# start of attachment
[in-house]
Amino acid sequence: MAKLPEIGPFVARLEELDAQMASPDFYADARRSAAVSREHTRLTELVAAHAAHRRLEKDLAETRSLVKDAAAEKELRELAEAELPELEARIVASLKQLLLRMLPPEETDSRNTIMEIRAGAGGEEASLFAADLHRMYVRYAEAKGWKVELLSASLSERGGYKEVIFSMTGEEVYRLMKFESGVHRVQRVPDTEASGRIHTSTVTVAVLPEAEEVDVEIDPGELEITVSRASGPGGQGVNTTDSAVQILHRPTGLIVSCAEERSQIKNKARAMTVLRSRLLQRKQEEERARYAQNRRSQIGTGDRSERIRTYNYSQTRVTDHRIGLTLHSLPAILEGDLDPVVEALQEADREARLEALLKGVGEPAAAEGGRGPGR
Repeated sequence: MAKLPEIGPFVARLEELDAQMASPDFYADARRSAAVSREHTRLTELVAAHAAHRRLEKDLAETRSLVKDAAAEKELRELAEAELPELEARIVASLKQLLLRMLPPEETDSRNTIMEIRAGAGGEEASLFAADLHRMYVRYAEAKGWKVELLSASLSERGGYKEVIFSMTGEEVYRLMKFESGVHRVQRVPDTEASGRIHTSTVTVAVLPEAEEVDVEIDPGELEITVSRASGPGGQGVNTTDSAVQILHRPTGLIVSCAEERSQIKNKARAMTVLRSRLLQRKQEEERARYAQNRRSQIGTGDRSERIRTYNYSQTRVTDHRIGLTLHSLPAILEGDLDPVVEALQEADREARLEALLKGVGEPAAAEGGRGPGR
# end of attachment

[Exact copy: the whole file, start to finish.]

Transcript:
[in-house]
Amino acid sequence: MAKLPEIGPFVARLEELDAQMASPDFYADARRSAAVSREHTRLTELVAAHAAHRRLEKDLAETRSLVKDAAAEKELRELAEAELPELEARIVASLKQLLLRMLPPEETDSRNTIMEIRAGAGGEEASLFAADLHRMYVRYAEAKGWKVELLSASLSERGGYKEVIFSMTGEEVYRLMKFESGVHRVQRVPDTEASGRIHTSTVTVAVLPEAEEVDVEIDPGELEITVSRASGPGGQGVNTTDSAVQILHRPTGLIVSCAEERSQIKNKARAMTVLRSRLLQRKQEEERARYAQNRRSQIGTGDRSERIRTYNYSQTRVTDHRIGLTLHSLPAILEGDLDPVVEALQEADREARLEALLKGVGEPAAAEGGRGPGR
Repeated sequence: MAKLPEIGPFVARLEELDAQMASPDFYADARRSAAVSREHTRLTELVAAHAAHRRLEKDLAETRSLVKDAAAEKELRELAEAELPELEARIVASLKQLLLRMLPPEETDSRNTIMEIRAGAGGEEASLFAADLHRMYVRYAEAKGWKVELLSASLSERGGYKEVIFSMTGEEVYRLMKFESGVHRVQRVPDTEASGRIHTSTVTVAVLPEAEEVDVEIDPGELEITVSRASGPGGQGVNTTDSAVQILHRPTGLIVSCAEERSQIKNKARAMTVLRSRLLQRKQEEERARYAQNRRSQIGTGDRSERIRTYNYSQTRVTDHRIGLTLHSLPAILEGDLDPVVEALQEADREARLEALLKGVGEPAAAEGGRGPGR